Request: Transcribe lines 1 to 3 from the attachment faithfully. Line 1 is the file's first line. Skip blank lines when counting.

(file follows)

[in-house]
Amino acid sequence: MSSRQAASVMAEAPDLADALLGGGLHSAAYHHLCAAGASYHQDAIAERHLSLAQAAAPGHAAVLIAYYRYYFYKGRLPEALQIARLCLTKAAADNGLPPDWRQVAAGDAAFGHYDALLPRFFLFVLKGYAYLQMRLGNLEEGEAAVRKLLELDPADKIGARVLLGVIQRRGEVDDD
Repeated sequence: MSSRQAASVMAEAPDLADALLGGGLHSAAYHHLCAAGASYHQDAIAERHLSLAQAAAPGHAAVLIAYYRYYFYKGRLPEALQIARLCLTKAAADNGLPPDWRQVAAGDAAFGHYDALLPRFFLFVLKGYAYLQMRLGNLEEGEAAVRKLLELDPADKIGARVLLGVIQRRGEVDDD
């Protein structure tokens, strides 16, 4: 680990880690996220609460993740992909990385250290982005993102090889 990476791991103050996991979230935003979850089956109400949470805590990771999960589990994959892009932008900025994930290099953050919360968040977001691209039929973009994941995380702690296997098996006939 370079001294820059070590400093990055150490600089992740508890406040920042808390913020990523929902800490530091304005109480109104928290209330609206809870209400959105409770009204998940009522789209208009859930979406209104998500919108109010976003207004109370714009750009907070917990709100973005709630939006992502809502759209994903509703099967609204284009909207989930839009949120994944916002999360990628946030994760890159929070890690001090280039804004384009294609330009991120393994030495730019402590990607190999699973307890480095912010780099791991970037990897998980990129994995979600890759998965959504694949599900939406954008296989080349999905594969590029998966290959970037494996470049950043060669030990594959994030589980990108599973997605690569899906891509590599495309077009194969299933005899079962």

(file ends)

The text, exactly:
[in-house]
Amino acid sequence: MSSRQAASVMAEAPDLADALLGGGLHSAAYHHLCAAGASYHQDAIAERHLSLAQAAAPGHAAVLIAYYRYYFYKGRLPEALQIARLCLTKAAADNGLPPDWRQVAAGDAAFGHYDALLPRFFLFVLKGYAYLQMRLGNLEEGEAAVRKLLELDPADKIGARVLLGVIQRRGEVDDD
Repeated sequence: MSSRQAASVMAEAPDLADALLGGGLHSAAYHHLCAAGASYHQDAIAERHLSLAQAAAPGHAAVLIAYYRYYFYKGRLPEALQIARLCLTKAAADNGLPPDWRQVAAGDAAFGHYDALLPRFFLFVLKGYAYLQMRLGNLEEGEAAVRKLLELDPADKIGARVLLGVIQRRGEVDDD